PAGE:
Dad was in the market for a one ton dooley truck. We drove to Amarillo, to Plains Chevrolet, because they had several without beds and he wanted to put a custom flat bed on it. We looked at several on the lot before a salesman with a polyester tie, that was much too short (or perhaps his belly was too big) came out and asked if we needed some help.
After some discussion out on the windy lot about engines and transmissions and such we repaired to his "office" ... a glass walled closet with a desk, a filing cabinet, a calculator and an overflowing ashtray. We sat in molded plastic chairs while our new friend took down pertinent information.
At one point the salesman made some comment like "It looks like that orange truck is the one that fits what you need. What do you want to give for it?" I had never been part of any sort of price negotiation before and I thought it was quite generous of the man to let us make the first offer. Dad didn't see it that way and replied with a phrase that I have used many times. Dad paused for a second or two, as if he was thinking about throwing out a number and then he stood up slowly and said,
Son ... I can't do the buyin' and the sellin' both.
Then he looked at me, said "Come on, let's get some dinner." and we headed out of the office.
Predictably, the salesman caught up with us and began the 'let me talk to my manager' dance. They got down to an acceptable price, Dad said he'd think about it and we went and got some dinner. We came back and bought the truck after we got done eating.
Fundamentally, the problem with any government program, whether it's a bailout or national health care or social security, is that we, the citizen and the consumer, the source of funds and the recipients of the services, are responsible for both ends of the transaction ... and the government just sits in the middle, collecting its commission.
I understand that the transaction is not always perfectly balanced, that some citizens pay in more than they receive and vice versa, but I'm talking about the collective we, as in 'we the people.' And we are getting screwed in this deal.
I've often said I just don't get it ... why anyone would think that the government has any answers to problems, but I'm beginning to realize that where you ride on the transactional teeter-totter probably determines what you think of the deal in general. If you pay your taxes and take care of your own business then extra taxes are just a burden you don't really need because you likely won't take advantage of all the services. It's a bad deal. If you pay few or no taxes and depend on programs for a job or health care or housing then you might think it's a good deal.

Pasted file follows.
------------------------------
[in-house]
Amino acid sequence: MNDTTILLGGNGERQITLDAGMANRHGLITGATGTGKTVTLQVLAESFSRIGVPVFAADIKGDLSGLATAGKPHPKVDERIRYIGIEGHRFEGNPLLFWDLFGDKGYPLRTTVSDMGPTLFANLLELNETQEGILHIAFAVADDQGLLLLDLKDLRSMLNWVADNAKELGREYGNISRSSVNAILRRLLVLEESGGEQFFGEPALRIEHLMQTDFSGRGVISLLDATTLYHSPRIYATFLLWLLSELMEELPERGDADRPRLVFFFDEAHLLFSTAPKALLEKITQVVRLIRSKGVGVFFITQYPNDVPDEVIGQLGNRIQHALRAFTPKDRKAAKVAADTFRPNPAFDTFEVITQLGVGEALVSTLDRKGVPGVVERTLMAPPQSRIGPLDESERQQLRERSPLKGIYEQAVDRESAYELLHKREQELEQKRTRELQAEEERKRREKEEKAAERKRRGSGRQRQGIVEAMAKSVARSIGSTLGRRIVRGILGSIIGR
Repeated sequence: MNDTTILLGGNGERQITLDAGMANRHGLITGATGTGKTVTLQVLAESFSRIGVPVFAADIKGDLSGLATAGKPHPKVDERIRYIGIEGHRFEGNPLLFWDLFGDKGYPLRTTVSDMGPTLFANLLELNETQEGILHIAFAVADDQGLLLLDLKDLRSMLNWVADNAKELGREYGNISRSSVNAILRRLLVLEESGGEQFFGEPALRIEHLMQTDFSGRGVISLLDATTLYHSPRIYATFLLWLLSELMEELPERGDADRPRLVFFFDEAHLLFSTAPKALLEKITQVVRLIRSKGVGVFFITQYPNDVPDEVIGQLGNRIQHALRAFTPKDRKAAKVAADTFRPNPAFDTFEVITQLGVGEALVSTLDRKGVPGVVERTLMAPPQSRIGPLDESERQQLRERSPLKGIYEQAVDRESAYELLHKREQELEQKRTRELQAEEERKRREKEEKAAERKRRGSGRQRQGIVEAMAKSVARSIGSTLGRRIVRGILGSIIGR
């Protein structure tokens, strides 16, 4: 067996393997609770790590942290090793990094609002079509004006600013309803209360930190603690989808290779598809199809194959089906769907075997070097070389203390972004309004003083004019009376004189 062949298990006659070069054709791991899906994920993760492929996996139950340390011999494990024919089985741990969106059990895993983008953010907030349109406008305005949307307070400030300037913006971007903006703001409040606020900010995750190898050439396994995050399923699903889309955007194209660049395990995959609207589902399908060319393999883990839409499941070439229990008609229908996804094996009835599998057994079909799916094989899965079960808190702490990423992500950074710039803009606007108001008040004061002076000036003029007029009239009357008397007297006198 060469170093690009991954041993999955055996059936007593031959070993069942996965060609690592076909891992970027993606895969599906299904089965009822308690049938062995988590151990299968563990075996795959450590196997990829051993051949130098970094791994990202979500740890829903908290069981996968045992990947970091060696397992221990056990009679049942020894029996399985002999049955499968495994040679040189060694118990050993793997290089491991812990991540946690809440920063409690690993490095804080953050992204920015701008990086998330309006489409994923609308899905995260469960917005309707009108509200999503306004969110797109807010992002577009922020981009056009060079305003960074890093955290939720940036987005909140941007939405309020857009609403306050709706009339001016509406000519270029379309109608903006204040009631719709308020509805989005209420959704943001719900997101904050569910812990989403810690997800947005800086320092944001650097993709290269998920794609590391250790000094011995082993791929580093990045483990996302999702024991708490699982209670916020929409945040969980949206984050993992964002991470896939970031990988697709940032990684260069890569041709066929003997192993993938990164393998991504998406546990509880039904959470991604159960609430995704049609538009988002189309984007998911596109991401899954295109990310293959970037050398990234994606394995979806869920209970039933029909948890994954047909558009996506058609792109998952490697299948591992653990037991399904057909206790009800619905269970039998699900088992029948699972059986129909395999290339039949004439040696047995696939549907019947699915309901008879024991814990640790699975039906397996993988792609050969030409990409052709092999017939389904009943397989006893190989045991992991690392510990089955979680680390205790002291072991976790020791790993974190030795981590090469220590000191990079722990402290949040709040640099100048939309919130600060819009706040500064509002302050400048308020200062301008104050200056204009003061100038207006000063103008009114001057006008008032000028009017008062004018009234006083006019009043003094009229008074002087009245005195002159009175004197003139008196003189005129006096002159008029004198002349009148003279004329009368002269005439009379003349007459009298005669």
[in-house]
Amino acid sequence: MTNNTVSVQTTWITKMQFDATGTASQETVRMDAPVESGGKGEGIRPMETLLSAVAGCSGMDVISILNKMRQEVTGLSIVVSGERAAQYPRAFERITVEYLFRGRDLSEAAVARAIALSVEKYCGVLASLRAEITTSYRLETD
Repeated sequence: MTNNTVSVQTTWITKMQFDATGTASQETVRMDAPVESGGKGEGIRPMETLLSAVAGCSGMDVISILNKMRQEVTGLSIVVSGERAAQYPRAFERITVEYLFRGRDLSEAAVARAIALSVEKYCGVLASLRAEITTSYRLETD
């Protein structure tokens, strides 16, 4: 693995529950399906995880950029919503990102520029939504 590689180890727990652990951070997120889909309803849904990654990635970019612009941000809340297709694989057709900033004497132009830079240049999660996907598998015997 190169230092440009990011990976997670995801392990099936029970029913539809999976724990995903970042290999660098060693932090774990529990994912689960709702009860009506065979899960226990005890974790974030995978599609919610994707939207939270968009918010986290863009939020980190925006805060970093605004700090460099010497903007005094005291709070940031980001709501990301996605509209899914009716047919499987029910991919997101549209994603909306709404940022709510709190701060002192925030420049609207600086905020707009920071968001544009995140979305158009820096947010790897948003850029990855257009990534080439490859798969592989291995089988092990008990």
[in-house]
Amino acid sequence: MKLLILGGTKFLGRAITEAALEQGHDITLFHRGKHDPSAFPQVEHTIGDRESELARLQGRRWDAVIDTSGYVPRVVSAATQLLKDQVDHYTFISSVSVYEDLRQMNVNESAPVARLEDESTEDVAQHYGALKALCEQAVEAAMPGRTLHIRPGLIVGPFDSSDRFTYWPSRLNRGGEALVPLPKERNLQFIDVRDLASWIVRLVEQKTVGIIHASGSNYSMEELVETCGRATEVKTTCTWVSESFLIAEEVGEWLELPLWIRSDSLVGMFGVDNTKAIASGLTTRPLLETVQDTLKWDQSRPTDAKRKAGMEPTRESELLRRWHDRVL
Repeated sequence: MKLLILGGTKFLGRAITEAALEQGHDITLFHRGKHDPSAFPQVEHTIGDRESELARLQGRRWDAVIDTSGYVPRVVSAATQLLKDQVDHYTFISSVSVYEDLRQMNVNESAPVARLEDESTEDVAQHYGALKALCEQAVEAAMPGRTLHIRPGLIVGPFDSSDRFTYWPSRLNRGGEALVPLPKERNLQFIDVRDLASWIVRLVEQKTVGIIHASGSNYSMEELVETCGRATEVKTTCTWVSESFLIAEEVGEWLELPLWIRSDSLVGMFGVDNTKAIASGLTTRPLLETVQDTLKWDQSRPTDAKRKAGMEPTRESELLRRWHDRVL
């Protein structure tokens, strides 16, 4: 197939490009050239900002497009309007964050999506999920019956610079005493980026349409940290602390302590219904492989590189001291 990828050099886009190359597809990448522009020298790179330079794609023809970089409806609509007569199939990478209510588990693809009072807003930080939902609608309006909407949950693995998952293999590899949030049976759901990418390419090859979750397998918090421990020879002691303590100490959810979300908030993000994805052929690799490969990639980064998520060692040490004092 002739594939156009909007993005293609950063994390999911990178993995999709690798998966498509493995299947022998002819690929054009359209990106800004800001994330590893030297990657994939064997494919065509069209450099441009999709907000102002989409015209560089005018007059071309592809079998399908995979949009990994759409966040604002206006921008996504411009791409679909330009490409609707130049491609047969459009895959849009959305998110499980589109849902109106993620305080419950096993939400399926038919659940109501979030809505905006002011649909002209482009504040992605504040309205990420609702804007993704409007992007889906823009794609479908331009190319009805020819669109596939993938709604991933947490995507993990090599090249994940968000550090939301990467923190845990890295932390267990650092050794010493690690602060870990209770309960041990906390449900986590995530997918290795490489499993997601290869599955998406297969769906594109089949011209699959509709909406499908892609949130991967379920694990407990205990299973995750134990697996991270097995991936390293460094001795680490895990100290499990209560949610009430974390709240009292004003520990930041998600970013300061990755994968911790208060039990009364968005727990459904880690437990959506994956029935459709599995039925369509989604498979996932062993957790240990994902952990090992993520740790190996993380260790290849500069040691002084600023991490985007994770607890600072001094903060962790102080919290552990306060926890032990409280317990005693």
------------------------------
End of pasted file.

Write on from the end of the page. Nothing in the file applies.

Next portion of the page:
I'm rarely afraid to stretch an analogy too far so let's say that the two people on the teeter-totter represent the opposite ends of this transaction. The person on the ground is the taxpayer. The person in the air is dependent on programs. I can understand why the person on the ground gets tired if it's their job to keep the other person up all the time. And I understand why the person in the air is nervous, they have no control of their situation and they might even be a little envious of the ground person's position.
But what I still don't understand is why either of them tolerate the government, standing off to the side shouting ...
KEEP IT LEVEL!
STOP IT YOU'RE BOUNCING TOO MUCH!
YOU'RE KEEPING THEM TOO HIGH!
NO, YOU CAN'T BE ON THE GROUND!
STOP SWINGING YOUR LEGS! DON'T TRY TO CHANGE THE BALANCE!
JUST SIT STILL!
JUST LET ME TELL YOU WHAT TO DO!
DON'T LET THEIR FEET TOUCH THE GROUND!
When you are a kid you avoid the "bossy" kids on the playground like they had the ultimate uncool cooties. Unfortunately, it appears that the bossy kids have a talent for getting elected to office.
at 4:31 PM